Illinois provides a 30% tax credit for all eligible productions, much like Georgia does. If you work as an editor and make above $100,000 a year, Illinois will refund 30% of your earnings. Visit InVideo online to get access to a wealth of tools and features if you're looking for a free video editing and creating platform that produces the best results.

Places to avoid

A quick look at the website for the Nebraska Film Commission will show you that the state is not the best for filming. Even though the most recent Alexander Payne movie was filmed in this state, its filmography is still quite little.

Mount Rushmore and the worst film commission website in history are both located in South Dakota. South Dakota makes up for its lack of a rich cinema heritage with its picturesque environment.

Idaho has beautiful countryside, but there are few chances for shooting and post-production. Since Idaho does not offer tax credits to filmmakers, many productions choose to shoot elsewhere.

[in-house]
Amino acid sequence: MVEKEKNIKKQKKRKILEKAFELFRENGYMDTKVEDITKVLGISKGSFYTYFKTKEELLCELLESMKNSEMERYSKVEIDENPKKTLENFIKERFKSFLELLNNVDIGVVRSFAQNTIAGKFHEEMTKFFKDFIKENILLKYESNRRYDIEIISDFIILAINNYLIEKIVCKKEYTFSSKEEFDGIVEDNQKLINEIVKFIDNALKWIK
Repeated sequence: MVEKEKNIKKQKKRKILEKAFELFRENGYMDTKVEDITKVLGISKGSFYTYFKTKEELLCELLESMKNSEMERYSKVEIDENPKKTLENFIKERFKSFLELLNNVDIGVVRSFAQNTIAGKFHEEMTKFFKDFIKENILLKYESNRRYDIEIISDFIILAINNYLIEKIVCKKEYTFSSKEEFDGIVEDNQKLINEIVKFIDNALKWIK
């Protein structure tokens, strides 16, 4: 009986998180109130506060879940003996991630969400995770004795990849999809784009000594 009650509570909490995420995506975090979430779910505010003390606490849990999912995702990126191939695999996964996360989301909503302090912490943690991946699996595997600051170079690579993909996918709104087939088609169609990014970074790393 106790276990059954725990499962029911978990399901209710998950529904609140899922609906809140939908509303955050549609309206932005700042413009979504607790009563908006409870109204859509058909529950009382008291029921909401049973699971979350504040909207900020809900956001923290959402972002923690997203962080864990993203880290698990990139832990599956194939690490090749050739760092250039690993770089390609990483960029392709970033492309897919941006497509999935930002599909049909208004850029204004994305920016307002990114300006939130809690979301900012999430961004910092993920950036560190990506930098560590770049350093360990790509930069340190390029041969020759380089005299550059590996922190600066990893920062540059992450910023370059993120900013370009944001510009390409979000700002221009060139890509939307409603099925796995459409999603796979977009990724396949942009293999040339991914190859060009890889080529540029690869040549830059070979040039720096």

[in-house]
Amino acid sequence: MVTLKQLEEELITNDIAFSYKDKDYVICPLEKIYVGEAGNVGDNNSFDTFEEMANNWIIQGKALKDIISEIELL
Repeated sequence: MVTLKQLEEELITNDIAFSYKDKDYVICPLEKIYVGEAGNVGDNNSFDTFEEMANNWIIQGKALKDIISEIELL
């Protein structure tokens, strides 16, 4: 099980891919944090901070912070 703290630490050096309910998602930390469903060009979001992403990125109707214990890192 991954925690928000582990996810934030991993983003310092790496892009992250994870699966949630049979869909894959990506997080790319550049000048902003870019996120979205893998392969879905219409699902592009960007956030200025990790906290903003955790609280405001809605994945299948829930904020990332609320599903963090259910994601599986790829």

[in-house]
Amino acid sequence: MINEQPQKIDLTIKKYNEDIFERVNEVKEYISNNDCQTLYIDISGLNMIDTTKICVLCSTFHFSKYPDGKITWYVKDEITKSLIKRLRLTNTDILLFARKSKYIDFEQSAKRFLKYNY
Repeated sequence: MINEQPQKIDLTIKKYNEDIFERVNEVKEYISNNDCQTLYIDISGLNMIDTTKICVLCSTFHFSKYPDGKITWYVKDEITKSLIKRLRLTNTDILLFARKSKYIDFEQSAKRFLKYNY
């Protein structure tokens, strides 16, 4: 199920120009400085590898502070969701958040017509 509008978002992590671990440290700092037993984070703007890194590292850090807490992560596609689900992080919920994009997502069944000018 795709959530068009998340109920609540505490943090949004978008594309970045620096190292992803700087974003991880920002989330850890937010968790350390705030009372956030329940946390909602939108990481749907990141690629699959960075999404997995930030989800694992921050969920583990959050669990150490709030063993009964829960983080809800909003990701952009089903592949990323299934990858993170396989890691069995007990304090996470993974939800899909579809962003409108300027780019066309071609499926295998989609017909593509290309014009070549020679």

Hawaii, the setting for the television shows Jurassic Park and Lost, comes in last on the list due to its high cost of living and lack of employment opportunities. A short search revealed that there are absolutely no video editing jobs available in Hawaii. It is expensive to reside in and shoot in Hawaii because a one-way ticket from Los Angeles to the islands costs $500.

9. Working in teams